That Dragon, Cancer Is The Hardest Game You’ll Ever Play

Review: That Dragon, Cancer

That Dragon, Cancer (Ouya, PC)
Developer: Numinous Games
Publisher: Numinous Games
Price: $14.99
Released: January 12, 2015

Without a doubt, That Dragon, Cancer is the hardest game you’ll ever play. Not because the gameplay is especially challenging, but because the game deals with difficult themes on such a sincere, human level that I cannot imagine how anyone who plays this game will not be reduced to tears.

That Dragon, Cancer is a two hour-long, autobiographical meditation of creator Ryan Green’s experience of having a young child diagnosed with cancer. When Ryan’s son Joel was twelve months old, he was diagnosed with a brain tumour and was expected to live only a few more months. In spite of the short prognosis, Joel lived for several more years. That Dragon, Cancer explores the time between the diagnosis and Joel’s eventual passing.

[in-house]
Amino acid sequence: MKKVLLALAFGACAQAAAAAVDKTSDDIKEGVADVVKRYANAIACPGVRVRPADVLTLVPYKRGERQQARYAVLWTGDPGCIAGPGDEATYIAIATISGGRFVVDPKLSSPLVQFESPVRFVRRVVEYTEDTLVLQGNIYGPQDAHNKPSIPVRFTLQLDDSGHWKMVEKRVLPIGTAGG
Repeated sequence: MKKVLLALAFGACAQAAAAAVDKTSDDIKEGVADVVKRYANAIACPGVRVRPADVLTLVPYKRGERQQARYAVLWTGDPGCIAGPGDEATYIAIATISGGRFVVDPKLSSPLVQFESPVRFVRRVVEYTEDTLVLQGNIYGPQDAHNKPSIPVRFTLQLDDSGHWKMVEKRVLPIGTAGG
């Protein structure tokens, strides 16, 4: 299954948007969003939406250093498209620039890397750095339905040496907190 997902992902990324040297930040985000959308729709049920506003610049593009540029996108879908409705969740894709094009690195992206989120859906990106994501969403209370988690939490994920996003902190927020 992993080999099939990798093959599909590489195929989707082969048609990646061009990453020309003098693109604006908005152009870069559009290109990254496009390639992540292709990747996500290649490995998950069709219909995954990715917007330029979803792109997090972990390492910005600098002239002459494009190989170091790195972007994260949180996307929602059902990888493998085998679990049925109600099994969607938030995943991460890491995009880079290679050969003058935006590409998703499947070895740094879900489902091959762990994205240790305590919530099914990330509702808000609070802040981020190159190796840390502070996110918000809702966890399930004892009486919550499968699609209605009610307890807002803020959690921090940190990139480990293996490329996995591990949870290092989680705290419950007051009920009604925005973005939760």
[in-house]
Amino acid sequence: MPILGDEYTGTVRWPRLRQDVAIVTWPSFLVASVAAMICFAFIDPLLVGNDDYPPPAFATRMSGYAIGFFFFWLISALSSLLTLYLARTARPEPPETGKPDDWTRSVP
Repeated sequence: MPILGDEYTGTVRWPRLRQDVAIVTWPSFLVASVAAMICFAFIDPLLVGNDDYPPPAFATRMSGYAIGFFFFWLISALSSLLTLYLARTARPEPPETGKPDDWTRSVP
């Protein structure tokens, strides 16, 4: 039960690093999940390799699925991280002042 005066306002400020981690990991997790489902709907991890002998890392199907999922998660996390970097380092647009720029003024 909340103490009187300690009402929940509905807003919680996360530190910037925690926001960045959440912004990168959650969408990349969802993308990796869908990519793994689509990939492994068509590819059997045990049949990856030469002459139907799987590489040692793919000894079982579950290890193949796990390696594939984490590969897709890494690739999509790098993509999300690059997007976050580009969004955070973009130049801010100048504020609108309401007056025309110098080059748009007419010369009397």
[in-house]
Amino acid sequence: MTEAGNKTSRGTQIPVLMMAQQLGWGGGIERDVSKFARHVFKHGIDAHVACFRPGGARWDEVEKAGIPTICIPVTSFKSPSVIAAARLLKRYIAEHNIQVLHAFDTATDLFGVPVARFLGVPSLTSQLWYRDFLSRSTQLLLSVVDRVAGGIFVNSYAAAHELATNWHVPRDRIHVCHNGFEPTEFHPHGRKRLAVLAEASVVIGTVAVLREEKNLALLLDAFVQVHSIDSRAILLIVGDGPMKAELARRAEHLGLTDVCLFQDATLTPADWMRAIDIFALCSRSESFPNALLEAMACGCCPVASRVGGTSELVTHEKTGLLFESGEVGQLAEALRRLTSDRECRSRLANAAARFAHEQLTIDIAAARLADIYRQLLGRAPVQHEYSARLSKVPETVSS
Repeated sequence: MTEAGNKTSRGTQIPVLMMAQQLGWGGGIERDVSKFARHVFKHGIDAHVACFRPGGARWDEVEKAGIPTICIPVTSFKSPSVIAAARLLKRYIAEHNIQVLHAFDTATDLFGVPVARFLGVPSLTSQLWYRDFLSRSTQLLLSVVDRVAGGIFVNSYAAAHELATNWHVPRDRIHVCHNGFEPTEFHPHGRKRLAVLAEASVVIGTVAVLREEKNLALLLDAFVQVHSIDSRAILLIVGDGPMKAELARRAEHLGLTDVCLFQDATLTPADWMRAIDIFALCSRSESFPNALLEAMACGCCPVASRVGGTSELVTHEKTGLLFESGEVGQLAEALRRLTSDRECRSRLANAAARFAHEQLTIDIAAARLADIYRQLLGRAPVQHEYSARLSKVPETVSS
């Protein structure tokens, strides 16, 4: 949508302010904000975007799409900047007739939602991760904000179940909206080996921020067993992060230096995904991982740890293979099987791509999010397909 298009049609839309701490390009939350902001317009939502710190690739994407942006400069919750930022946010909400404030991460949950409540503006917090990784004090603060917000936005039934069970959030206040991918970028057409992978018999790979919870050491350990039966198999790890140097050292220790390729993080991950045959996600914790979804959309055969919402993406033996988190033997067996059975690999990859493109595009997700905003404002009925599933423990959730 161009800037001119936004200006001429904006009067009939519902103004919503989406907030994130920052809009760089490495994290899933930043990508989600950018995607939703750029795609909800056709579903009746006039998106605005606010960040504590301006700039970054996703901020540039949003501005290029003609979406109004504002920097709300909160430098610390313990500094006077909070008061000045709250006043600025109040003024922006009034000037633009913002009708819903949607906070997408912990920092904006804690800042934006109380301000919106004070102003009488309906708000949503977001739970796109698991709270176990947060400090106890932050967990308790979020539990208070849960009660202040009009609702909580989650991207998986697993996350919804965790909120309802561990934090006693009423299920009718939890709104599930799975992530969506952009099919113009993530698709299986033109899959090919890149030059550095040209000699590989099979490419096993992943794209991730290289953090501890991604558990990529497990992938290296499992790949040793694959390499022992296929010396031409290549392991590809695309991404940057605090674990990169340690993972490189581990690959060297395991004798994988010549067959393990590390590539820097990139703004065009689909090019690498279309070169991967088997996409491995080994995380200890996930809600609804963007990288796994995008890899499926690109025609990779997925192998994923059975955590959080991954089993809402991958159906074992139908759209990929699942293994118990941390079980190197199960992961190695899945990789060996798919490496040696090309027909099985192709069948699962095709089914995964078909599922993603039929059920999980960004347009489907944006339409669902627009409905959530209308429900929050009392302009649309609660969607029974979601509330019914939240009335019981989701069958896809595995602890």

That Dragon, Cancer‘s strengths lie within delivering deeply personal, moving moments that convey the pain and helplessness of raising a terminally ill child (though, I imagine that it’s merely a morsel of how difficult it truly is). Whether it be spinning a children’s toy to hear the thoughts of adults in a room to feeding ducks while Joel’s siblings ask questions about his static development, when players are made to interact with representations of how the family is coping with the looming tragedy is unsettling in how moving and meaningful these moments are.

When the game strays into abstract representations of its emotional themes, or introduce interactive elements that lack the poignancy of previous scenes–i.e. the three lap cart race in a hospital with no opponents or stakes–, the game stumbles slightly. I say “slightly” because even though these moments feel a bit incongruous to the overarching sombreness of the game, it is still valuable time players can use to compose themselves from the crying the more emotional moments are sure to bring about.

Aside from a few issues with narrative-pacing and forced interactive moments, That Dragon, Cancer is well-worth two-hours of your day. From its handling of the highs and lows of life to the exploration of how Christianity fits into a family anticipating bereavement, from the discussions of the future to the enjoyment of the present, That Dragon, Cancer‘s unflinching humanity is an awe-inspiring beautiful experience when it is focused. It is an incredibly touching monument to a lost son that a few complaints about flow can’t undo.

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